Dump dilemma debated
They were there to hear committee recommendations about the Humboldt Road Burn Dump and a cleanup project so huge—it’s second in size locally only to the construction of Highway 99—it will likely show up as a case study in industry journals.
The council heard from a parade of Burn Dump Committee members and representatives from agencies charged with overseeing the state-ordered cleanup.
Studies in 1998 and 2002 concluded that the best way to deal with the lead-contaminated soil, left over from more than half a century of using the land as a dump, would be to get it into one pile and stick a cap on it.
But that approach, referred to as Alternative Three, worries the dump’s neighbors and parents of children at Marsh Junior High School near Highway 32 and Bruce Road, who fear that the toxins harbored since the dump was shut down in 1965 would be dangerously stirred up by the dirt-moving efforts.
“We simply found it too risky to support,” said Susan Minasian, speaking for the seven-member majority of the committee that has been meeting since December 2002.
Instead, the committee told the council the city should take a phased approach, cleaning up Dead Horse Slough and fencing the land for now. “The risk for exposure from the site as it currently exists is negligible,” said majority member Valerie Schmidt, adding that regulatory agencies “are going to tell you that we’re dead wrong.”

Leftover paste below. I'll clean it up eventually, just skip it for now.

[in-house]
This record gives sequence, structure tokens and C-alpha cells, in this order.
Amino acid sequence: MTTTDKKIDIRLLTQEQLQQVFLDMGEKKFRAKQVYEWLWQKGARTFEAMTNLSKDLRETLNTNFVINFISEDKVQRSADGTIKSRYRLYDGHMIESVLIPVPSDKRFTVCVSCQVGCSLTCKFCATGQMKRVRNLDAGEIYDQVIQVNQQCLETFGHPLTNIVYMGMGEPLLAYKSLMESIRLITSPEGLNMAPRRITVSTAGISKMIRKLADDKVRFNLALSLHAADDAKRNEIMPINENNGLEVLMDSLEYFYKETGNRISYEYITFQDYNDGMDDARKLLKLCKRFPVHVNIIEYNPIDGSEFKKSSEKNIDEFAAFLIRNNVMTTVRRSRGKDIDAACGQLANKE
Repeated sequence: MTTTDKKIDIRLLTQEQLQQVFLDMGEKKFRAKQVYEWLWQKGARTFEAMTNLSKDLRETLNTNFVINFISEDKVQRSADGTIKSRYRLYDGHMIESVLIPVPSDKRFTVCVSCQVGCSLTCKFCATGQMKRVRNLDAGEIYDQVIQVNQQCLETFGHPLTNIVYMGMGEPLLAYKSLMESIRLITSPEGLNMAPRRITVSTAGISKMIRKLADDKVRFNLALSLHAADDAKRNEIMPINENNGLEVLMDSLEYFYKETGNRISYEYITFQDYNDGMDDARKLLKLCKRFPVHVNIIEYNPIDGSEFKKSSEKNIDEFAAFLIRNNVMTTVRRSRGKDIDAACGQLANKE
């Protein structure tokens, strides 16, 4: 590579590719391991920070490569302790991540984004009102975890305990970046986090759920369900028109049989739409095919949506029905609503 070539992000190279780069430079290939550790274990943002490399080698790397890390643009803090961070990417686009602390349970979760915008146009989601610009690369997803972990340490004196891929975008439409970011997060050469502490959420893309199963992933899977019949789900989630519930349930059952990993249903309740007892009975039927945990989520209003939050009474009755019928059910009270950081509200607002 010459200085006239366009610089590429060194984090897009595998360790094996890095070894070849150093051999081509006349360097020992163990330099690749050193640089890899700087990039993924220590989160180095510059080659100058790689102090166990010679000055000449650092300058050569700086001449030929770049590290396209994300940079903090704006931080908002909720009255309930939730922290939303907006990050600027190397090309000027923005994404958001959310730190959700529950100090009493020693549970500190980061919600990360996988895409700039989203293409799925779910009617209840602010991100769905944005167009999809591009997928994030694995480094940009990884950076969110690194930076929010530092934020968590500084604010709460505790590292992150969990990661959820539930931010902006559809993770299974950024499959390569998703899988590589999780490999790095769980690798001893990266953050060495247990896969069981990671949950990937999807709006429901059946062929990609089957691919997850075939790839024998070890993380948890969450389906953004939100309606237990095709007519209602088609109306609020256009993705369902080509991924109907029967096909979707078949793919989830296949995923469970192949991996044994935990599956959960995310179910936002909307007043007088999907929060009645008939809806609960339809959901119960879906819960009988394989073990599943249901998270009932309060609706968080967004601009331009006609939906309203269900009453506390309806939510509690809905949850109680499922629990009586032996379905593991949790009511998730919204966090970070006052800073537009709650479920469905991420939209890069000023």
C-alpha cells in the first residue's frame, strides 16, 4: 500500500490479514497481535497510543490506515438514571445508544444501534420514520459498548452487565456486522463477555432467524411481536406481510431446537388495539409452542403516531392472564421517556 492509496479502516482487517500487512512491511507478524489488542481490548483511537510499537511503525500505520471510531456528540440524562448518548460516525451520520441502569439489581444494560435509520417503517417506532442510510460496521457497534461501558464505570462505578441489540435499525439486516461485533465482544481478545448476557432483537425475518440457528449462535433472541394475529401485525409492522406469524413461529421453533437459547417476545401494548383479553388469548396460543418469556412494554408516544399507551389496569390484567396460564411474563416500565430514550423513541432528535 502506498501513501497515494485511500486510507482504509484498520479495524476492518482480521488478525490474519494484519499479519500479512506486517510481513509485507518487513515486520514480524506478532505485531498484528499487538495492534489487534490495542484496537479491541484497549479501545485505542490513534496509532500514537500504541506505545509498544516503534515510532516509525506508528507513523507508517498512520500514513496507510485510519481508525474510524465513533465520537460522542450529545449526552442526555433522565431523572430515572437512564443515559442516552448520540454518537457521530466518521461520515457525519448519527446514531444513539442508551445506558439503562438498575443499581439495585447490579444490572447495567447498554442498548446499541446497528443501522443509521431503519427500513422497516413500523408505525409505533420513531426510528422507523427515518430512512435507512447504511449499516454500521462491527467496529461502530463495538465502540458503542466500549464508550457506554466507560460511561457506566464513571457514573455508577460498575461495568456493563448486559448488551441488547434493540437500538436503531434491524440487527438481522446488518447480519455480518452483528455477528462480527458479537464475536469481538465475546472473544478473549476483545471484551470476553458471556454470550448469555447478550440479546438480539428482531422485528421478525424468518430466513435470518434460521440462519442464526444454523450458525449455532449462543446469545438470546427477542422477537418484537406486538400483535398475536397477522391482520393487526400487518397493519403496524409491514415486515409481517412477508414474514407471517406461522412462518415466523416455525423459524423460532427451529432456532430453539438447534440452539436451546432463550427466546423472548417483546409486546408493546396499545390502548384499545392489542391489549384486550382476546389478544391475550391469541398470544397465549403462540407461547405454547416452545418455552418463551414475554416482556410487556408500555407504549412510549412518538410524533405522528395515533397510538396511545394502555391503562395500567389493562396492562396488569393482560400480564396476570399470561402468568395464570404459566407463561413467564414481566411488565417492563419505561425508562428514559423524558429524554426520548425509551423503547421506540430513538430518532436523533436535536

“You do have a choice. … You can take the regulatory agencies on,” she said, even if it means the city gets sued by the state or developers who believe a clean site will pave the way for residential building.
Countering that view was the minority opinion that, with added mitigations for safety, Alternative Three would be fine.
In fact, it’s the “only viable solution,” said Rene Vercruyssen, who signed the minority opinion along with members Ginger Drake and Tom Fogarty, both of whom own land near the contamination and wish to develop.
“We have an exposed garbage dump,” he said, and by cleaning it up “the city is looking out for short-term and long-term welfare.”
The whole process had been forced into high gear when the state Regional Water Quality Control Board issued a cleanup-and-abatement order on June 3, requiring the city to submit a remedial action plan (RAP) by Aug. 4. (The city and other parties have filed an appeal.) But City Manager Tom Lando pointed out that the only way the city can submit a RAP by the deadline is if the council picks Alternative Three. “If we adopt a plan that’s unacceptable, we might as well not adopt a plan and take a different strategy,” he said, alluding to legal action.
Phil Woodward of the RWQCB told the council the city has no choice but to clean up, and, “The majority report does not meet state law and regulations. It is not protective of human health and the environment. It is more of a reactive document: ‘Let’s see what happens and then respond.'”
Councilmembers unsuccessfully tried to get Woodward to promise that the water board would be OK with it if the council missed the Aug. 4 deadline for submitting the RAP. At its regular meeting the next day, the council set the next discussion on the Humboldt Dump for August 26.